Free-Speech Related Case: Decided 

  • Carpenter v. United States (Whether the warrantless seizure and search of historical cell phone records revealing the location and movements of a cellphone user over the course of 127 days are permitted by the Fourth Amendment. — Fourth Amendment claim sustained).

Free-Speech Related Cases: Cert. Denied

  • Blagojevich v. United States (When the Government prosecutes a public official for soliciting campaign contributions in alleged violation of the Hobbs Act or other federal anti-corruption laws, must the Government prove the defendant made an “explicit promise or undertaking” in exchange for the contribution, McCormick v. United States(1991) (emphasis added), as five circuits require, or “only . . . that a public official has obtained a payment . . . knowing that [it] was made in return for official acts,” Evans v. United States (1992), as three other circuits hold?)
  • MasTec Advanced Technologies v. National Labor Relations Board ((1) Whether, under NLRB v. Local Union No. 1229, International Brotherhood of Electrical Workers (Jefferson Standard), an employer may discharge an employee for his or her disloyalty when that employee makes disparaging and disloyal public statements about the employer’s only customer; and (2) whether, in such cases, the employee’s disloyalty is measured under an objective or subjective standard.)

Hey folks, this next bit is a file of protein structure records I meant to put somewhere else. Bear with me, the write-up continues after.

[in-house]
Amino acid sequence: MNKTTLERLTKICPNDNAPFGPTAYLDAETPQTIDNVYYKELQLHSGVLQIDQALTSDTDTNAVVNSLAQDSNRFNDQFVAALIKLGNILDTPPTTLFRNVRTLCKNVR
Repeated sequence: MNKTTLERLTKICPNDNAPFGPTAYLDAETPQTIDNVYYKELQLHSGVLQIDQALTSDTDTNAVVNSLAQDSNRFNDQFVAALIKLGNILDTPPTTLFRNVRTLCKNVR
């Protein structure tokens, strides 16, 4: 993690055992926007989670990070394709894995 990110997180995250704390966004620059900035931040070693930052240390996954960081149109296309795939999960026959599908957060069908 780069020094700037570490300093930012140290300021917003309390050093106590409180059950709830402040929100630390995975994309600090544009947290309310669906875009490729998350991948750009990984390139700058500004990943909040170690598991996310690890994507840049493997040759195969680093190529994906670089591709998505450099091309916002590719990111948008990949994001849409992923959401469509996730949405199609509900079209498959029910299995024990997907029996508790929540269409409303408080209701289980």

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FAN 194.10 (First Amendment News) Richard Delgado Responds to Michael Seidman’s “Can Free Speech Be Progressive?”

  • News item: Adam Liptak, How Conservatives Weaponized the First Amendment, New York Times, June 30, 2018
  • Forthcoming: On Thursday, July 5th, FAN will post Wendy Kaminer’s latest reply to David Cole re the ACLU free speech controversy.  

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Prof. Richard Delgado (credit: Seattle University)

Unlike other areas of law that have greatly benefited from the realist revolution of the last century, First Amendment doctrine proceeds as though the realists and critics had never existed. No wonder it resists balancing, sociological jurisprudence, perspective-changing, and any of the other tools of critical thought that have enabled progress in dozens of other areas, including family law, torts, consumer protection, and environmental protection. Richard Delgado